Heavy rains drenched Puerto Rico on Monday as a tropical disturbance lingered over the U.S. Caribbean territory, killing four people, flooding streets and forcing closure of public schools.
The tempest, which was in no immediate danger of turning into a tropical storm or hurricane, turned hillside streets into torrents and low-lying areas into ponds.
Rivers crested their banks near the southeast town of Yabucoa. Bulldozers on Monday were shoving aside mud that caked city streets. Mud also oozed into several houses.
More than 2 feet of water fell in 24 hours in Patillas county in southeastern Puerto Rico, said Gov. Anibal Acevedo Vila. At a news conference, he warned that 12 more inches of rain could fall in the next 24 hours.
Police Superintendent Pedro Toledo said that among the dead was a 76-year-old man who suffered a heart attack as he swept water from his house. Two people drowned and the fourth victim also had a heart attack related to the storm.
The U.S. territory's southern coast was hardest hit by flooding. Several rivers, including the Rio Grande de Arecibo and Rio de La Plata, surged over their banks.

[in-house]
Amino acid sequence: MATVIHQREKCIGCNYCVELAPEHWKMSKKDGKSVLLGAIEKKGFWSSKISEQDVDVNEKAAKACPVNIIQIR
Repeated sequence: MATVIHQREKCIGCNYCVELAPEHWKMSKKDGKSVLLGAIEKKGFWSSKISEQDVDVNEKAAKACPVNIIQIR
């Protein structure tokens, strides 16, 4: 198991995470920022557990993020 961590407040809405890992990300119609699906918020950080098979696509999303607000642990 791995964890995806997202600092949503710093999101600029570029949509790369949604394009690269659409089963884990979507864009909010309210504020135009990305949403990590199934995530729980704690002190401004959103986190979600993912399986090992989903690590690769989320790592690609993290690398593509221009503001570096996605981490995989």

Scores of roadways were flooded and two major highways were partly closed because of mudslides.
The storm comes on the 10th anniversary of Hurricane Georges, which caused over $2 billion in damage in Puerto Rico.
Tropical storm by Wednesday?
The weather system has the potential to develop into a tropical storm by Wednesday as it moves northwest away from Puerto Rico, said National Weather Service meteorologist Sean Rossi.
If the scattered mass of thunderstorms becomes well organized with winds of 39 miles per hour , it would become Tropical Storm Kyle.
Computer forecast models took it north-northwest over the Dominican Republic and Haiti and then into the Atlantic. Haiti has already been hit hard by recent hurricanes and tropical storms. Several hundred people died when the impoverished nation was hammered by floods triggered by torrential rains from Fay, Gustav, Hanna and Ike.
Some models anticipated the latest tropical weather system would hit the Carolinas or the northeast U.S. coast, while other models kept it over the open seas. It was not expected to enter the Gulf of Mexico, where U.S. oil and gas facilities were still recovering from Hurricane Ike.